Make A Jazz Noise Here

Frank Zappa

Rykodisc, 1991

REVIEW BY: Christopher Thelen


Of the three CDs released by Frank Zappa featuring the 1988 touring band that self-destructed after four months, each disc seems to have its own flavor. The first disc, Broadway The Hard Way, tried to be a portrait of the live experience - at least the first set's worth. The Best Band You Never Heard In Your Life was a set designed to feature the musical abilities of the group, as well as to dust off some old chestnuts from Zappa's career.

But the third release, Make A Jazz Noise Here, seems to be a collection focusing on the pure musicanship of the band members, with little to no stage banter, precious few vocals and a distinct lack of humor. Sadly, it's those three things that helped to keep the flow of Zappa's live shows moving at a frantic pace, and without them, something is definitely lost in the translation.

Things start off well with one of my favorite tracks (and one of the few vocal performances), "Stinkfoot," but after that, the vocals go away for about 20 minutes, and the listener is left to their own devices to get through pieces like "When Yuppies Go To Hell" and "Fire And Chains". However, hearing the three-song suite of "Let's Make The Water Turn Black," "Harry, You're A Beast" and "The Orange County Lumber Truck" actually make the trip worthwhile.my_heart_sings_the_harmony_web_ad_alt_250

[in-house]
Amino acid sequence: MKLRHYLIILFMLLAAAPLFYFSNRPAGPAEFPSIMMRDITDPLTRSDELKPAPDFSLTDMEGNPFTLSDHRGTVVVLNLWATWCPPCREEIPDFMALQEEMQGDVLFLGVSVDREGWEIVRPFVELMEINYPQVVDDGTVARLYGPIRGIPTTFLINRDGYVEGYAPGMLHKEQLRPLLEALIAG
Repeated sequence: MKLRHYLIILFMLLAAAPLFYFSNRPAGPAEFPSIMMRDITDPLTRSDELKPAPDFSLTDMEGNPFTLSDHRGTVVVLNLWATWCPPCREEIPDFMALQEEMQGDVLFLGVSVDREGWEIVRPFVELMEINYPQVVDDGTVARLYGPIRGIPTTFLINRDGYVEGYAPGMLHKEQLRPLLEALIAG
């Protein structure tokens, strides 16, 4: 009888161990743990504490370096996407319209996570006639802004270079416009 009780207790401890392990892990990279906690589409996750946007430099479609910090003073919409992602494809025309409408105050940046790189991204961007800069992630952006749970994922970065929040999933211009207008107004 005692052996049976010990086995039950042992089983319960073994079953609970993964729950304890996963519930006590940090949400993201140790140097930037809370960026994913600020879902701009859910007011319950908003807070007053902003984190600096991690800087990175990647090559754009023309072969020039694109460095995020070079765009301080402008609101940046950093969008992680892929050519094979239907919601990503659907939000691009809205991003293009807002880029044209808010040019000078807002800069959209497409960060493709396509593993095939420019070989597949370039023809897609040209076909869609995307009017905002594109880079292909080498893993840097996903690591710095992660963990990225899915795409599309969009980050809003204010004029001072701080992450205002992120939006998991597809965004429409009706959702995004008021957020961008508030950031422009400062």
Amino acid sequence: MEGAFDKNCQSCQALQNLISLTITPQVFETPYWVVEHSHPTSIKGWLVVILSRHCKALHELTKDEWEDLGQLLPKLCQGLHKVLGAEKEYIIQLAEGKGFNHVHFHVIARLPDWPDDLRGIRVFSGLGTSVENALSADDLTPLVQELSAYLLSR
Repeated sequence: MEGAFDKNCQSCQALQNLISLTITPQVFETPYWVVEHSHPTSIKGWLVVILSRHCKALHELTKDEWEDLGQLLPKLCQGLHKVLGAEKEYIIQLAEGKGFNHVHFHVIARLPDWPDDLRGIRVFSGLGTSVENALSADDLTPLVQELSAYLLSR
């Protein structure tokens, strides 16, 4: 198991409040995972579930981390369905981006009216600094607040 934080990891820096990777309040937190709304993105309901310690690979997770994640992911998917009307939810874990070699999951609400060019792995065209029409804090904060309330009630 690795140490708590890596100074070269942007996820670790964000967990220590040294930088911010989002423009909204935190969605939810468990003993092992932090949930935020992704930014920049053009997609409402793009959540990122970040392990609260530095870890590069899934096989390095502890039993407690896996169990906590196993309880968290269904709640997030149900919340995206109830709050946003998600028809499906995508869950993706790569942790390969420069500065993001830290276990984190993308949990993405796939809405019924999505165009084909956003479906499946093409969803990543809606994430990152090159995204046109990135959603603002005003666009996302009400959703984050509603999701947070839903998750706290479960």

The first half of Make A Jazz Noise Here (which, by the way, has little of a jazz feel to it) is a bit tough to get through, despite old favorites like "King Kong" and "Black Napkins," as well as a rare performance of "Big Swifty," leading the way. More and more, the listener finds themselves wishing that the band would just break into impromptu song to upend the monotony of constant instrumental works.

The thing is, Make A Jazz Noise Here was designed to showcase the virtuosity and ability of the '88 touring band, but this often proves to be a rather difficult set to get through. The one mistake Zappa made is one he had stumbled on throughout his career to this point: in terms of his music, variety is best. Albums featuring nothing but doo-wop songs, guitar solos or instrumental numbers just didn't have the same spark that a disc intermixing the same styles would have.

The second half of this set also proves to be difficult at first, as the listener tries to wade through "Dupree's Paradise," but more comfortable numbers like "The Black Page (New Age Version)," "City Of Tiny Lites," "Stevie's Spanking" (the last two rare vocal performances) and "Strictly Genteel" make this disc a little easier on the ears and the mind. There is no doubt that the band was incredibly adept at performing some of Zappa's most difficult pieces, and there's no question that, had they stayed together on the road, they would have been an unstoppable power.

Had Make A Jazz Noise Here intermixed some of its material with The Best Band You Never Heard Before In Your Life, these two sets would have been the pinnacle of Zappa's recording career. As this one stands, it's adequate to mildly exciting, but missing the spice of life - variety.

2005 Christopher Thelen and "The Daily Vault." All rights reserved. Review or any portion may not be reproduced without written permission. Cover art is the intellectual property of the Zappa Family Trust / record label, and is used for informational purposes only.

Rating: B-

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© 2005 Christopher Thelen and The Daily Vault. All rights reserved. Review or any portion may not be reproduced without written permission. Cover art is the intellectual property of Rykodisc, and is used for informational purposes only.